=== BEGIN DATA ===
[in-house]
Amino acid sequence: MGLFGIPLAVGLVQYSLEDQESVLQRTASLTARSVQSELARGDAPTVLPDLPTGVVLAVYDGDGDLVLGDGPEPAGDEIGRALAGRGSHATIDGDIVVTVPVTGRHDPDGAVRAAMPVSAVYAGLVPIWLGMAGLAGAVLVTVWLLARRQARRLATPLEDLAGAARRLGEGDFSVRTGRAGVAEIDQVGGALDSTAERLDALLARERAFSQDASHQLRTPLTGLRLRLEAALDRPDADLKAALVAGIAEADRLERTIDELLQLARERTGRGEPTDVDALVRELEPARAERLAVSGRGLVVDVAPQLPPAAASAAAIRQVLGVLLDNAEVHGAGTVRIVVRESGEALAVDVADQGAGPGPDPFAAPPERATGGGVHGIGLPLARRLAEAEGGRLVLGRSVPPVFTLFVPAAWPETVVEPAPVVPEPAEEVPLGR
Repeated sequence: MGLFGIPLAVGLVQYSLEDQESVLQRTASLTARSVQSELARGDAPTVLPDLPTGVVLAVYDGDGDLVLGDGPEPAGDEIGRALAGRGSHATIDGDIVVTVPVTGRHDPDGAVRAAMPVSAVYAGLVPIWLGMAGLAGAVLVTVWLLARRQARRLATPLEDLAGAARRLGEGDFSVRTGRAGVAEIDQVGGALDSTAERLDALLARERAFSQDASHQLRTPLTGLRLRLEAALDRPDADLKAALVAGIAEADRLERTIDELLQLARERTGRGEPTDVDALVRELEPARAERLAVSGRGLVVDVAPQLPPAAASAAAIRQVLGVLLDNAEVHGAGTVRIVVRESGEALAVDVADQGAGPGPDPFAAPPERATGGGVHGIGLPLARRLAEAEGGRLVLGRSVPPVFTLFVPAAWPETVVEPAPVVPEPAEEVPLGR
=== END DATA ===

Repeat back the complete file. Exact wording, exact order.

[in-house]
Amino acid sequence: MGLFGIPLAVGLVQYSLEDQESVLQRTASLTARSVQSELARGDAPTVLPDLPTGVVLAVYDGDGDLVLGDGPEPAGDEIGRALAGRGSHATIDGDIVVTVPVTGRHDPDGAVRAAMPVSAVYAGLVPIWLGMAGLAGAVLVTVWLLARRQARRLATPLEDLAGAARRLGEGDFSVRTGRAGVAEIDQVGGALDSTAERLDALLARERAFSQDASHQLRTPLTGLRLRLEAALDRPDADLKAALVAGIAEADRLERTIDELLQLARERTGRGEPTDVDALVRELEPARAERLAVSGRGLVVDVAPQLPPAAASAAAIRQVLGVLLDNAEVHGAGTVRIVVRESGEALAVDVADQGAGPGPDPFAAPPERATGGGVHGIGLPLARRLAEAEGGRLVLGRSVPPVFTLFVPAAWPETVVEPAPVVPEPAEEVPLGR
Repeated sequence: MGLFGIPLAVGLVQYSLEDQESVLQRTASLTARSVQSELARGDAPTVLPDLPTGVVLAVYDGDGDLVLGDGPEPAGDEIGRALAGRGSHATIDGDIVVTVPVTGRHDPDGAVRAAMPVSAVYAGLVPIWLGMAGLAGAVLVTVWLLARRQARRLATPLEDLAGAARRLGEGDFSVRTGRAGVAEIDQVGGALDSTAERLDALLARERAFSQDASHQLRTPLTGLRLRLEAALDRPDADLKAALVAGIAEADRLERTIDELLQLARERTGRGEPTDVDALVRELEPARAERLAVSGRGLVVDVAPQLPPAAASAAAIRQVLGVLLDNAEVHGAGTVRIVVRESGEALAVDVADQGAGPGPDPFAAPPERATGGGVHGIGLPLARRLAEAEGGRLVLGRSVPPVFTLFVPAAWPETVVEPAPVVPEPAEEVPLGR